The Union is joining today’s celebrations of the 15th anniversary of the Framework Convention on Tobacco Control in Geneva, Switzerland
The Union is joining today’s celebrations of the 15th anniversary of the Framework Convention on Tobacco Control (FCTC). The FCTC is the only international treaty negotiated by the World Health Organization (WHO); today it includes 181 parties and covers over 90 per cent of the global population.
The high-level celebration is chaired by H.E. Esmaeil Baghaei Hamaneh, President of the Conference of the Parties, and convenes key stakeholders from the United Nations, WHO, and INGO partners committed to fighting the global tobacco epidemic.
“I am delighted to be in Geneva at this momentous occasion,” said José Luis Castro, Executive Director of The Union. “The Convention is well-worthy of celebration. It is a powerful instrument to protect populations against lethal products that destroy health, devastate families, and debilitate economies.”
The FCTC was opened for signature in 2003 when the world was at a pivotal moment:
- Tobacco claimed 100 million deaths in the 20th century
- The epidemic showed no signs of abatement and was on course to produce 1 billion deaths in the 21st century if action was not taken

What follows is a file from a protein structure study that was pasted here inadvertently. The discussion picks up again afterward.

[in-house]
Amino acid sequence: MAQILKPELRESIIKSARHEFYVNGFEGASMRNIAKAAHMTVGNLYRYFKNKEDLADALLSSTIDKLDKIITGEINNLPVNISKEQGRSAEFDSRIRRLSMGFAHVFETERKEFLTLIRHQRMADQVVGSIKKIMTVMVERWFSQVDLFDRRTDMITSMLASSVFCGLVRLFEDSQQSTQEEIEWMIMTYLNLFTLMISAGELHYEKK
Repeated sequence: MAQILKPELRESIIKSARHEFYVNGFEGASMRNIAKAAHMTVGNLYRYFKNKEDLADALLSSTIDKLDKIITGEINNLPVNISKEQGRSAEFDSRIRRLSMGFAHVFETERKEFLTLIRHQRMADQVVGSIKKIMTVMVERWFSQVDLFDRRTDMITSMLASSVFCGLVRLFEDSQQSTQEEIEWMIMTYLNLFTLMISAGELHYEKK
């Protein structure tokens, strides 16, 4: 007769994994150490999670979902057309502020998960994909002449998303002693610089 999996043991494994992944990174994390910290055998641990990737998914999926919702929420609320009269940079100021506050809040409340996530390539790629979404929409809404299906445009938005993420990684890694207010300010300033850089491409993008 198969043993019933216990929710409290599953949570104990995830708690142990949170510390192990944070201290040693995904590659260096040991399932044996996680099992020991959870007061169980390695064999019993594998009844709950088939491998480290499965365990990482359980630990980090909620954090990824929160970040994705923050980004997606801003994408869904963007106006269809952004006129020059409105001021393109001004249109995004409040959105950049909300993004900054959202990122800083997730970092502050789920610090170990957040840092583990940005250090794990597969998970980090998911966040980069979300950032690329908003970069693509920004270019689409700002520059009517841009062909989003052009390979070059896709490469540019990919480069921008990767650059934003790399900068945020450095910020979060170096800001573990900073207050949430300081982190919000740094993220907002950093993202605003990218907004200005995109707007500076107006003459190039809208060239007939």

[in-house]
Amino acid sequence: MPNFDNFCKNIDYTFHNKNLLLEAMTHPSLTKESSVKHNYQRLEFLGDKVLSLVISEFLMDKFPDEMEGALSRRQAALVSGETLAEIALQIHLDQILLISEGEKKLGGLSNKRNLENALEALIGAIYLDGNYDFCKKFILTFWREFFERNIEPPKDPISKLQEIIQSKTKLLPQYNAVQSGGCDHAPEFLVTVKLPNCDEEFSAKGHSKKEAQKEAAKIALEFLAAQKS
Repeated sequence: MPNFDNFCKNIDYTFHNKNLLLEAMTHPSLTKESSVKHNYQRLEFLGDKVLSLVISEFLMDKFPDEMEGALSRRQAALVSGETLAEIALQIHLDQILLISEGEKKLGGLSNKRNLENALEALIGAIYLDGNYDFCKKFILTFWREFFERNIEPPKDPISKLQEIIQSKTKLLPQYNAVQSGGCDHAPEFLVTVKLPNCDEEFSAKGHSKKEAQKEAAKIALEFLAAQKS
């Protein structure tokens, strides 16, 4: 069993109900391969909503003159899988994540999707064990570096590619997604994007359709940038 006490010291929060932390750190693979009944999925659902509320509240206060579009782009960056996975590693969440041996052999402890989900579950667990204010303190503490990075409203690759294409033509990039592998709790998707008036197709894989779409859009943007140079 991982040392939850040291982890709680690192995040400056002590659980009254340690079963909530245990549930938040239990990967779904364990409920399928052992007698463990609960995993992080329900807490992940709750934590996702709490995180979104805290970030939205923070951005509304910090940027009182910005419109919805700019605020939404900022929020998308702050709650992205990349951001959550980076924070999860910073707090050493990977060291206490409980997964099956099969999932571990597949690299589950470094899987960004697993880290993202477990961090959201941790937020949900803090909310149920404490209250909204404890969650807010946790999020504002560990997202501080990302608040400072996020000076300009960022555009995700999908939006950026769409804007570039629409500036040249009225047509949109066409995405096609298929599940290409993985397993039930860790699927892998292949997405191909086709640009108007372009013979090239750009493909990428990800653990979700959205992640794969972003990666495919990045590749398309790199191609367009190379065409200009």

- Low and middle income countries like Mexico, the Philippines, Georgia, and Ukraine were deliberately being targeted by the tobacco industry.
In its fifteen years, the FCTC has produced significant public health results. Smoking bans in public places now protect 1.5 billion people, and more than 122 countries require pictorial health warnings on tobacco products.
There is much more to be done, particularly in the low- and middle- income countries, which are home to more than 80% of the world’s smokers.
“The tobacco industry is relentless,” said Dr Gan Quan, Director of The Union’s tobacco control department, who cautioned against complacency. “It simply cannot be trusted, which is why the FCTC’s Article 5.3, which warns against industry interference, is as important today as it was when the Convention was first implemented.”